Recent advances in unbiased pathogen discovery have implicated astroviruses as pathogens of the central nervous system (CNS) of mammals, including humans. However, the capacity of astroviruses to be cultured in CNS-derived cells in vitro has not been reported to date. Both astrovirus VA1/HMO-C (VA1; mamastrovirus 9) and classic human astrovirus 4 (HAstV4; mamastrovirus 1) have been previously detected from cases of human encephalitis. We tested the ability of primary human neurons, primary human astrocytes, and other immortalized human nervous system cell lines (SK-N-SH, U87 MG, and SW-1088) to support infection and replication of these two astrovirus genotypes. Primary astrocytes and SK-N-SH cells supported the full viral life cycle of VA1 with a >100-fold increase in viral RNA levels during a multistep growth curve, detection of viral capsid, and a >100-fold increase in viral titer. Primary astrocytes were permissive with respect to HAstV4 infection and replication but did not yield infectious virus, suggesting abortive infection. Similarly, abortive infection of VA1 was observed in SW-1088 and U87 MG cells. Elevated expression of the chemokine CXCL10 was detected in VA1-infected primary astrocytes and SK-N-SH cells, suggesting that VA1 infection can induce a proinflammatory host response. These findings establish an in vitro cell culture model that is essential for investigation of the basic biology of astroviruses and their neuropathogenic potential.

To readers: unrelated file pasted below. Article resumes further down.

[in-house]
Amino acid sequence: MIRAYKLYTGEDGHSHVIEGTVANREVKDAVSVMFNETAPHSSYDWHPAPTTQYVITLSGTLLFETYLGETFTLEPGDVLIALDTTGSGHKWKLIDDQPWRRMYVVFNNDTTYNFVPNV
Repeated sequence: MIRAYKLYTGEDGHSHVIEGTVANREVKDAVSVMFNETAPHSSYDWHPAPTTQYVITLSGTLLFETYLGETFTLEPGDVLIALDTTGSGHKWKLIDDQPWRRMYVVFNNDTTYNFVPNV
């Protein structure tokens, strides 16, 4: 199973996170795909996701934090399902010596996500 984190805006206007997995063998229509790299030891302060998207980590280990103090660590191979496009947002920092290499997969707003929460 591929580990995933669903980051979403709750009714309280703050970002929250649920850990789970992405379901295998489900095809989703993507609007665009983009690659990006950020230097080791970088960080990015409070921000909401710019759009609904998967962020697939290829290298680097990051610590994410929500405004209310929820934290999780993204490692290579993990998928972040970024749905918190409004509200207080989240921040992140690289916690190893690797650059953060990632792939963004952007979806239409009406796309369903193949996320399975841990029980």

Original languageEnglish
Article numbere01455-19
Issue number4
StatePublished - Jul 1 2019


  • Astrovirus
  • Astrovirus VA1
  • Cell culture
  • Encephalitis
  • Virology


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